Vítezslav Novák (1870-1949)
Slovak Suite, Op. 32 (1903)
- At Church
- Children’s Scene
- The Lovers
- The Ball
- The Night
Vítezslav Novák, considered by many to be the father of modern Czech music, lacked inspiration until, in 1896, he crossed the border into neighbouring Moravia, now part of the Slovak Republic. Not only was he motivated by the Slovak songs and folk tunes, he also fell in love with the Moravian countryside and landscape.
The Slovak Suite of 1903 consists of five movements depicting the country newly discovered by the composer, and the listener gains far more by imagining the scenes as Novák himself would have seen them, while listening to his music.
The long opening movement At Church captures the air of a country church, and features magnificent use of the organ. For most of the movement, the music is of heavenly strings and harp, but it reaches a climax with a clever depiction of church bells (despite the fact that the small orchestra for which Novák scored the piece does not include any percussion) and a solo on the organ.
The middle three movements are shorter, and portray the countryside in a manner more similar to that of Grieg than of Novák’s fellow countryman and teacher, Dvorák. The Children’s Scene begins with a playful tune, but this contrasts with the lullaby of the middle section. The Lovers is apparently the most popular movement in the Czech Republic, and features a more tender melody which, in the reverse of the previous movement, is contrasted with a frolicsome central section.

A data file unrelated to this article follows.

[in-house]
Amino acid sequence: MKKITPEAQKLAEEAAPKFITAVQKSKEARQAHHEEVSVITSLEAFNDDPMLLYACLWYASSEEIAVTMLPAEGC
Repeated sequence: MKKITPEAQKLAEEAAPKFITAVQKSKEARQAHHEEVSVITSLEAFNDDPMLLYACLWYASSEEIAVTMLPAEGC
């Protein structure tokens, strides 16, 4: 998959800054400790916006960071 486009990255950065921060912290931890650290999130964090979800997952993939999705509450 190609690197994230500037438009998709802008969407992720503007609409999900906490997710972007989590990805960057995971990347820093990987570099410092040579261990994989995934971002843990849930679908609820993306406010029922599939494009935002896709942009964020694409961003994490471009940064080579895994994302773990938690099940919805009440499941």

The Ball tells of a village festival, and in that respect is similar to the scene in the village beside Smetana’s Vltava. This movement takes folk rhythms and dances as its inspiration. At one stage the melody is played on a solo violin, and the village dance then becomes faster and more and more intense as it goes on towards its finale, which just hints at the theme from At Church.
The final movement The Night is more similar to the opening movement in both length and style, and sees the welcome return of the organ. The rippling harp represents cool moonlight reflecting in pools of water, and two main themes are repeated several times with sight variation, one theme mystical and representing the half-light, the other reminding us of the church and the other movements. At one stage, The Lovers‘ theme is reprised. The orchestration becomes richer and more dramatic as the work reaches its climax, and we are left with only memories of the Moravian landscape.